Simply put, a flatbread is any kind of bread that is flat. It may be made with unleavened dough, as is the case with many varieties, or it may be made from leavened dough that is flattened out before baking. Many cultures have their own version, and it was probably one of the earliest bread products ever made. Some of the oldest extant examples of food found in tombs and archaeological sites have been flatbreads. They vary widely in size, shape, texture, and ingredients.

Unleavened flatbread has a special symbolic role for several religions, especially Judaism. Matzo is a common example, and it traditionally takes the form of a rectangular crisp cracker. Tortillas are a softer version, made with corn or flour, depending on the region and the dish. The disparity between these two dishes helps to illustrate the wide range of flatbreads eaten around the world.

Some other examples include chapati, injera, pita, lavash, and naan. Many of these breads are designed to work like eating utensils for scooping up foods from a common serving platter. They can also be wrapped or rolled around foods, stuffed like sandwiches, or eaten plain. Almost every culture with access to grain has devised some kind of bread that is flat, made from ingredients like wheat, teff, corn, rye, or rice.

At the time of the Spanish conquest, the Mexica or the Aztec, as they were commonly called, were the dominant people in Meso-America in 1519. In their search for gold, the Spanish conquerors found a strange and gorgeous civilization in the Aztec and to their delight the most unusual of its glories was its food.Tortillas, or "tlaxcallim", were the principal food of the ancient Aztecs. Flour tortillas were created when the Spanish brought wheat to the New World. (Corn tortillas date back thousands of years before Christ.)

Mexican cooking starts now as in the Aztec days with tortillas, the "bread of Mexico" and only those who have tasted them hot off the griddle know how good tortillas can be.Tortillas can be used as plates, forks and spoons. Dip them into stews and use torn-off pieces to scoop up sauces. They can be eaten plain or with butter, beans or meat, chili or sauces…almost any kind of food that is not too liquid can be placed on a tortilla…the "bread of Mexico"!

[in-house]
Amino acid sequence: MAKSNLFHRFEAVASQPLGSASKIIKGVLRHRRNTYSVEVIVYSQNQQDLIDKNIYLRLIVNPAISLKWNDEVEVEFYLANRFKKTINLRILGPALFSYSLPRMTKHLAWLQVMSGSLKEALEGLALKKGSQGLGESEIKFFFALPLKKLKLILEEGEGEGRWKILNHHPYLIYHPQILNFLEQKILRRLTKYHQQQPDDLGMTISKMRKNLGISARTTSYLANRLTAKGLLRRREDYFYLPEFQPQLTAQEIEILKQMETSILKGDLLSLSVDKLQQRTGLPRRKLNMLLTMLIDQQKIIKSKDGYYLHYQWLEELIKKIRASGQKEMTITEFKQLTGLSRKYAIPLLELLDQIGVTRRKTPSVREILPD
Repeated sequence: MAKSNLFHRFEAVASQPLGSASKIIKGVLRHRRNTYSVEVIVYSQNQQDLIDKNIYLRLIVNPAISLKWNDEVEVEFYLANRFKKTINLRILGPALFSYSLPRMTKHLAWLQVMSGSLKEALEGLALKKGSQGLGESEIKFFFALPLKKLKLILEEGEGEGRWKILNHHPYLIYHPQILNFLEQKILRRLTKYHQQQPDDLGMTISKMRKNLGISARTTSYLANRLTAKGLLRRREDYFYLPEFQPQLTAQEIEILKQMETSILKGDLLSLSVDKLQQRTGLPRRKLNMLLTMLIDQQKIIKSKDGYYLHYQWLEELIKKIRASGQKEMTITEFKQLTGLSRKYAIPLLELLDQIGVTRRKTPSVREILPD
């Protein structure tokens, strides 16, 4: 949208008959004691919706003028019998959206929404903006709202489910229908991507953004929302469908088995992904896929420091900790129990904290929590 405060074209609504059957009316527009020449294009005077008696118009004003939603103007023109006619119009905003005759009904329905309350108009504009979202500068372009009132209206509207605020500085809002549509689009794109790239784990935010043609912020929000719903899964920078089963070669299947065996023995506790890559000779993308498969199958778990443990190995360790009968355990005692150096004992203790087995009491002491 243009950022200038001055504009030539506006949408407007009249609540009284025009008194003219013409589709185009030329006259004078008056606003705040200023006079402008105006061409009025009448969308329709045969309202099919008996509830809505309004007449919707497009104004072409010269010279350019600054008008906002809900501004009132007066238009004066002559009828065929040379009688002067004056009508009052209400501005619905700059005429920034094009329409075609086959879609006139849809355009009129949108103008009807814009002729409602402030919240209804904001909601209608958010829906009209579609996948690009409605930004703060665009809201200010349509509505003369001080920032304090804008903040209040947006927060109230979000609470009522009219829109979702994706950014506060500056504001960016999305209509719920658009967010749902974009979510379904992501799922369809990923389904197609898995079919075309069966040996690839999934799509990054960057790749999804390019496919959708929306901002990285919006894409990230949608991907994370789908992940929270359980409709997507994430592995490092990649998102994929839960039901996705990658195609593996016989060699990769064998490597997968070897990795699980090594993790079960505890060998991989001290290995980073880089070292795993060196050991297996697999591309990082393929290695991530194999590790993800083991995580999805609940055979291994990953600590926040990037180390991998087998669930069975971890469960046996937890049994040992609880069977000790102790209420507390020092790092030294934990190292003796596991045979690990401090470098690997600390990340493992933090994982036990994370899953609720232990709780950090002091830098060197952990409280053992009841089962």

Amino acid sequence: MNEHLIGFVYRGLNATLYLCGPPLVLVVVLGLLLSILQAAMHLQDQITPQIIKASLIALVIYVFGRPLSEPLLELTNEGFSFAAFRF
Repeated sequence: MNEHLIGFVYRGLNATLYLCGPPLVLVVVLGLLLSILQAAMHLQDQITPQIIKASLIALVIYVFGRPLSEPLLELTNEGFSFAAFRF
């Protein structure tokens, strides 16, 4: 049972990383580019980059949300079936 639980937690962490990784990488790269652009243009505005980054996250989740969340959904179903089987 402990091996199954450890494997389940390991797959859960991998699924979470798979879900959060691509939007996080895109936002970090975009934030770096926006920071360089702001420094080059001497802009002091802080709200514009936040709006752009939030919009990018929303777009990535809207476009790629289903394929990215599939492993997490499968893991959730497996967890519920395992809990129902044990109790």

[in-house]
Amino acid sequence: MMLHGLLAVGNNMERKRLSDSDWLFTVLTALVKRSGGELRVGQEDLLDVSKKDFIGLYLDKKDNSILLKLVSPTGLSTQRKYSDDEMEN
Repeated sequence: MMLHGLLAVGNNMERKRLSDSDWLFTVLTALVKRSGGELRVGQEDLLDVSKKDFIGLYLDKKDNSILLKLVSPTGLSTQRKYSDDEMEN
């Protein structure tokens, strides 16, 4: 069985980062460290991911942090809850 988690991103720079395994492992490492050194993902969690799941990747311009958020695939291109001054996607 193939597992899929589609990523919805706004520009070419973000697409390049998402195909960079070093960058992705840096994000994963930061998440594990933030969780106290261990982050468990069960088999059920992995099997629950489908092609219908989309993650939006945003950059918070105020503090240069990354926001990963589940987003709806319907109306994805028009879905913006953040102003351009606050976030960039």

Interesting facts....

  • The tortilla industry is the fastest growing sector in the U.S. baking industry.
  • In 2000, tortilla sales in the U.S. reached the $4.4 billion mark and hit $5.7 billion dollars in sales in 2002 and reached $6.1 billion dollars in 2004 and is expected to continue to grow at 10% per year.
  • As testament to their popularity, the Tortilla Industry Association (TIA) estimates that Americans consumed approximately 85 billion tortillas in 2000 (not including tortilla chips).
  • More than 1000 companies in the U.S. are devoted to making tortillas.
  • Tortillas are more popular today in the U.S. than all other ethnic breads, such as bagels, English muffins and pita bread.
  • 62% of the food industry; both commerical and non-commercial businesses reported using tortilla products in their operations.

Nutritional Information:
Flour tortillas are a low-fat food and contain iron along with other B vitamins. They have about 115 calories with 2 to 3 grams of fat per serving.